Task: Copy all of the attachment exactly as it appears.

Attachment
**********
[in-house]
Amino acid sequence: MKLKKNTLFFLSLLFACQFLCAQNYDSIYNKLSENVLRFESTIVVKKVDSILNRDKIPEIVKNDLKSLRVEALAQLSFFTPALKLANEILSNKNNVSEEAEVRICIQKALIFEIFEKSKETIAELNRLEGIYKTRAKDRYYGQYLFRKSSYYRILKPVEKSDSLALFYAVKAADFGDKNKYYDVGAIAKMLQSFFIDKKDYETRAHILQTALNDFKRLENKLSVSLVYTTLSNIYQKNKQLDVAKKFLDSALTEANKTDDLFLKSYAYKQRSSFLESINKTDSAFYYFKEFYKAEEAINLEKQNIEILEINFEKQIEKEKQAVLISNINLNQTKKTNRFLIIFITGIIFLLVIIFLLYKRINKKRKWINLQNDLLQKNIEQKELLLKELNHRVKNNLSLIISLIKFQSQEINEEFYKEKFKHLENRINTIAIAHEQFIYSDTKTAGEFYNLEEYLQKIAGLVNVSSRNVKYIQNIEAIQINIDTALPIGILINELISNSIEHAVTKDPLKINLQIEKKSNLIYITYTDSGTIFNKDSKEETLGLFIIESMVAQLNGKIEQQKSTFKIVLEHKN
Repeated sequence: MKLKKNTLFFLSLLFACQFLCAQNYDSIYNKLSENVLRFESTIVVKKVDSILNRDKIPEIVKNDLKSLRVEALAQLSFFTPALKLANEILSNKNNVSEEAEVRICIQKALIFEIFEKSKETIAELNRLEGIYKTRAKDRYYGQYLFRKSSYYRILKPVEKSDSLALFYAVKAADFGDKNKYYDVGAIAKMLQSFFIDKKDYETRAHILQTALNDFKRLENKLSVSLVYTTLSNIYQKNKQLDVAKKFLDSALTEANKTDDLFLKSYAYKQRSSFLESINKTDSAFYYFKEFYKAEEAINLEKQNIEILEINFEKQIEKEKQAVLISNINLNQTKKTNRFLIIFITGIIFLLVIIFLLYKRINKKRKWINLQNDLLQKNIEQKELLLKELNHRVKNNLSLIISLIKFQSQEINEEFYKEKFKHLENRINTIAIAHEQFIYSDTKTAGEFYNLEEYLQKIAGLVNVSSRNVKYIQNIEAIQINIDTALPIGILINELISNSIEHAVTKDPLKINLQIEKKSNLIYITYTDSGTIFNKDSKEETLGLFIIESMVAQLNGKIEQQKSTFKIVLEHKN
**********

[in-house]
Amino acid sequence: MKLKKNTLFFLSLLFACQFLCAQNYDSIYNKLSENVLRFESTIVVKKVDSILNRDKIPEIVKNDLKSLRVEALAQLSFFTPALKLANEILSNKNNVSEEAEVRICIQKALIFEIFEKSKETIAELNRLEGIYKTRAKDRYYGQYLFRKSSYYRILKPVEKSDSLALFYAVKAADFGDKNKYYDVGAIAKMLQSFFIDKKDYETRAHILQTALNDFKRLENKLSVSLVYTTLSNIYQKNKQLDVAKKFLDSALTEANKTDDLFLKSYAYKQRSSFLESINKTDSAFYYFKEFYKAEEAINLEKQNIEILEINFEKQIEKEKQAVLISNINLNQTKKTNRFLIIFITGIIFLLVIIFLLYKRINKKRKWINLQNDLLQKNIEQKELLLKELNHRVKNNLSLIISLIKFQSQEINEEFYKEKFKHLENRINTIAIAHEQFIYSDTKTAGEFYNLEEYLQKIAGLVNVSSRNVKYIQNIEAIQINIDTALPIGILINELISNSIEHAVTKDPLKINLQIEKKSNLIYITYTDSGTIFNKDSKEETLGLFIIESMVAQLNGKIEQQKSTFKIVLEHKN
Repeated sequence: MKLKKNTLFFLSLLFACQFLCAQNYDSIYNKLSENVLRFESTIVVKKVDSILNRDKIPEIVKNDLKSLRVEALAQLSFFTPALKLANEILSNKNNVSEEAEVRICIQKALIFEIFEKSKETIAELNRLEGIYKTRAKDRYYGQYLFRKSSYYRILKPVEKSDSLALFYAVKAADFGDKNKYYDVGAIAKMLQSFFIDKKDYETRAHILQTALNDFKRLENKLSVSLVYTTLSNIYQKNKQLDVAKKFLDSALTEANKTDDLFLKSYAYKQRSSFLESINKTDSAFYYFKEFYKAEEAINLEKQNIEILEINFEKQIEKEKQAVLISNINLNQTKKTNRFLIIFITGIIFLLVIIFLLYKRINKKRKWINLQNDLLQKNIEQKELLLKELNHRVKNNLSLIISLIKFQSQEINEEFYKEKFKHLENRINTIAIAHEQFIYSDTKTAGEFYNLEEYLQKIAGLVNVSSRNVKYIQNIEAIQINIDTALPIGILINELISNSIEHAVTKDPLKINLQIEKKSNLIYITYTDSGTIFNKDSKEETLGLFIIESMVAQLNGKIEQQKSTFKIVLEHKN